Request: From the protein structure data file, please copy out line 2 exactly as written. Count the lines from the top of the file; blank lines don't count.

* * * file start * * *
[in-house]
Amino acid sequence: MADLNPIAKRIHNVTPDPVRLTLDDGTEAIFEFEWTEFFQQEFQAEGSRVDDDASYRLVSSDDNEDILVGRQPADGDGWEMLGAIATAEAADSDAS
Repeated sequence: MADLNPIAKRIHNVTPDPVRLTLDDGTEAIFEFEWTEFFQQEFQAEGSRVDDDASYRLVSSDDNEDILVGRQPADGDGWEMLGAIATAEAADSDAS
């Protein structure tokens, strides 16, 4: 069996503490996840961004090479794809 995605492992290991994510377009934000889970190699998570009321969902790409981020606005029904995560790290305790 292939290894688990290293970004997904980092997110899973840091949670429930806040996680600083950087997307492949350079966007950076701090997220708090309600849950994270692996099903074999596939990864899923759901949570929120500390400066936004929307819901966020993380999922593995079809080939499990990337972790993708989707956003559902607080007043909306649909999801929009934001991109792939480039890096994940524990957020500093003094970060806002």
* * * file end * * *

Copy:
Amino acid sequence: MADLNPIAKRIHNVTPDPVRLTLDDGTEAIFEFEWTEFFQQEFQAEGSRVDDDASYRLVSSDDNEDILVGRQPADGDGWEMLGAIATAEAADSDAS